Returning to the questions at the beginning of this paper: Have you ever been in a room you didn’t want to leave? This is a pleasure response. Your subliminal brain is telling you it is safe and that a state of rest and relaxation is achievable because the brain recognizes the situation or pattern as having the potential of pleasure. And, flowing from that recognition are multiple health benefits that subconsciously develop from a pleasure state of rest and relaxation. Importantly, this feeling of pleasure is actually the result of hormones being released into our bloodstream as a result of the neurological reward pathway being activated. This room is good for your health and well-being and your subliminal brain is telling you so.9
Conversely, the room or building that makes you unsettled is your subliminal brain telling you it is a stressful situation that is unsafe. Flowing from that stressful state are the many health and well-being diminishments outlined above. This room would not improve your health and well-being and is clearly a situation that one would subconsciously seek to avoid.10
Beauty is a pleasure response that is an effective counter-balance to a survival / stress reaction11. We often seek beauty after we have encountered a stressful event as a means of achieving homeostasis. Think of a walk in a garden after a stressful day or a meditation session after a workout. This is the homeostatic function at work in your body. We possibly instinctively yearn for this balance and often take subconscious steps to ensure this yearning is satisfied. Even after a high-level stress event, once the threat has passed, we instinctively search for beauty in any form – such as a comfortable room to relax in – to return to a pleasure state.
The same analysis applies to architectural design. It is important to have architectural forms that engender excitement and a survival / stress reaction, as well as a pleasure and rest and relaxation / beauty reaction. Today, too often our buildings are over emphasizing forms that initiate a survival or stress reaction with little or no attention focused on pleasure inducing forms and patterns. Beauty and pleasure, it seems, has been left out of the design equation in recent years. This is a grave mistake as our health and well-being is dependent on both survival and pleasure components being present12.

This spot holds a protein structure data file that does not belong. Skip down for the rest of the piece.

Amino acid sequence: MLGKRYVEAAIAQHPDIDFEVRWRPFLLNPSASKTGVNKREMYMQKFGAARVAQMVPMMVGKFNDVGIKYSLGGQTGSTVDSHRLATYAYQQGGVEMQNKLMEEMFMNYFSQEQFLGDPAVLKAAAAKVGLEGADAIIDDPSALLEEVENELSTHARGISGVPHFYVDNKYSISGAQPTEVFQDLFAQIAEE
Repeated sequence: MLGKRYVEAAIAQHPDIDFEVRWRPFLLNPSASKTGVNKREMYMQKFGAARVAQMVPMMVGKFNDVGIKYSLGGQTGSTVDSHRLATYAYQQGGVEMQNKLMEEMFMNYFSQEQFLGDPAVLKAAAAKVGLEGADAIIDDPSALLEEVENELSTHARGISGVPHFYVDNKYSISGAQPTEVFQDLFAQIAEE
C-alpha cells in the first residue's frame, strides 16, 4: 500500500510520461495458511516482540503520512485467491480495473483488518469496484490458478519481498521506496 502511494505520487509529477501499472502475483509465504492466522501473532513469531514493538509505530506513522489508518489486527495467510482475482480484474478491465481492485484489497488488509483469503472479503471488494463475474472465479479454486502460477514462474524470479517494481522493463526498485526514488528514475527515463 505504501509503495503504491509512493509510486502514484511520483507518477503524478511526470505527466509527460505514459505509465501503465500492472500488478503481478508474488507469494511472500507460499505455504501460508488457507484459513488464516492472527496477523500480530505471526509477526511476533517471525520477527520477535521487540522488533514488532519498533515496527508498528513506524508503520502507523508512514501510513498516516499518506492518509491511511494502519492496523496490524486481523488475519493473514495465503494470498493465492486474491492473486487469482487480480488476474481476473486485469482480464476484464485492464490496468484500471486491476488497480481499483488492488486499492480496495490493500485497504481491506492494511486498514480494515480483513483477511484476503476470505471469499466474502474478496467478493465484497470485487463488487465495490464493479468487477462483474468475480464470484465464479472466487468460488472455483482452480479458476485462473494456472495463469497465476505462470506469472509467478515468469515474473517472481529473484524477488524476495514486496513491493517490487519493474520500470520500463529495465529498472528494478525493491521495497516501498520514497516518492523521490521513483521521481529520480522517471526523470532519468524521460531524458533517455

Architecture is about shelter at its most fundamental quality. This is what humankind expects from architects. Closely attached to that expectation is the idea that the architecture will support our health and well-being. Without delivering these qualities, a structure is placing the occupant into an unhealthy survival /stress mode13. Rather, architects should be charged with designing forms and spaces that support health and well-being with the goal of a pleasure / beauty response.
The opening quote calls for an “…epiphany that needs to take place.” That epiphany is for architects to endorse and accept that neuroscience, biology and psychology have provided the profession with the information and means to improve our environment and the health and well-being of society in general. Additionally, architects should accept the utilization of the pleasure of beauty as the means to rebalance current-day design equations into a proper homeostatic balance. Frankly, our future health and well-being depend on it.
Mlodinow, L. (2012). Subliminal: How Your Unconscious Mind Rules Your Behavior. New York: Pantheon Books, p. 34.
Kandel, E. (2012). The Age of Insight: The Quest to Understand the Unconscious in Art, Mind, and Brain, from Vienna 1900 to the Present. New York: Random House, p. 325.
Mlodinow, L. (2012). Subliminal: How Your Unconscious Mind Rules Your Behavior. New York: Pantheon Books, p. 33.
Kandel, E. (2012). The Age of Insight: The Quest to Understand the Unconscious in Art, Mind, and Brain, from Vienna 1900 to the Present. New York: Random House, p. 499.
Marchant, J. (2016). Cure, A Journey into the Science of Mind Over Body. New York: Broadway Books, pp. 132-133.
Kandel, E. (2012). The Age of Insight: The Quest to Understand the Unconscious in Art, Mind, and Brain, from Vienna 1900 to the Present. New York: Random House, pp. 428-429.
Marchant, J. (2016). Cure, A Journey into the Science of Mind Over Body. New York: Broadway Books, p. 136.